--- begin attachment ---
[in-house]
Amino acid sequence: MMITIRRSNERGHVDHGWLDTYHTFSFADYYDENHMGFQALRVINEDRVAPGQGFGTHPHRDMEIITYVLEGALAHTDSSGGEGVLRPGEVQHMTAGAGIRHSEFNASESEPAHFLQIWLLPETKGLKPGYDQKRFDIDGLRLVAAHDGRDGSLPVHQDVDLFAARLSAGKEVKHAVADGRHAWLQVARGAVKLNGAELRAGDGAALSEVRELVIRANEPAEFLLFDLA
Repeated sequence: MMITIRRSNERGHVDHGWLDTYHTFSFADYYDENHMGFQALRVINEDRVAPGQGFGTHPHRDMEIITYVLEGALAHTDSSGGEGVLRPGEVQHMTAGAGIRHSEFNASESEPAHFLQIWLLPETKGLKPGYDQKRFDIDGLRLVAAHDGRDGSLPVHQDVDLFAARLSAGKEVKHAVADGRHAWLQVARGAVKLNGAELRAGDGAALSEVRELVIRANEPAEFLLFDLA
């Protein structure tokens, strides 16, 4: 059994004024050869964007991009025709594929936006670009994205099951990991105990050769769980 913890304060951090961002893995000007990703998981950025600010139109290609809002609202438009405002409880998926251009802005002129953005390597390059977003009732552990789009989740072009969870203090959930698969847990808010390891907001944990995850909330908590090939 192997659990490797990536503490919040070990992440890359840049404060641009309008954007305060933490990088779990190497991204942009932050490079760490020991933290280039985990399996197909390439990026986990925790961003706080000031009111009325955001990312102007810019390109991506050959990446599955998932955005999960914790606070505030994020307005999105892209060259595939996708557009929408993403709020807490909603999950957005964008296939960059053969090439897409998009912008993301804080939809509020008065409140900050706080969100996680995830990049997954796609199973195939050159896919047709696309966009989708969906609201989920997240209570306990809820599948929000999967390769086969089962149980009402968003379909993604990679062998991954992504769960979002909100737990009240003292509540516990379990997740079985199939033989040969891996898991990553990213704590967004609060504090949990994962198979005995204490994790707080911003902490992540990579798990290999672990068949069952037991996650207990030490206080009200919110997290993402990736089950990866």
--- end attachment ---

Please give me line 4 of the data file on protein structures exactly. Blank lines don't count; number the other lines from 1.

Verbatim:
């Protein structure tokens, strides 16, 4: 059994004024050869964007991009025709594929936006670009994205099951990991105990050769769980 913890304060951090961002893995000007990703998981950025600010139109290609809002609202438009405002409880998926251009802005002129953005390597390059977003009732552990789009989740072009969870203090959930698969847990808010390891907001944990995850909330908590090939 192997659990490797990536503490919040070990992440890359840049404060641009309008954007305060933490990088779990190497991204942009932050490079760490020991933290280039985990399996197909390439990026986990925790961003706080000031009111009325955001990312102007810019390109991506050959990446599955998932955005999960914790606070505030994020307005999105892209060259595939996708557009929408993403709020807490909603999950957005964008296939960059053969090439897409998009912008993301804080939809509020008065409140900050706080969100996680995830990049997954796609199973195939050159896919047709696309966009989708969906609201989920997240209570306990809820599948929000999967390769086969089962149980009402968003379909993604990679062998991954992504769960979002909100737990009240003292509540516990379990997740079985199939033989040969891996898991990553990213704590967004609060504090949990994962198979005995204490994790707080911003902490992540990579798990290999672990068949069952037991996650207990030490206080009200919110997290993402990736089950990866």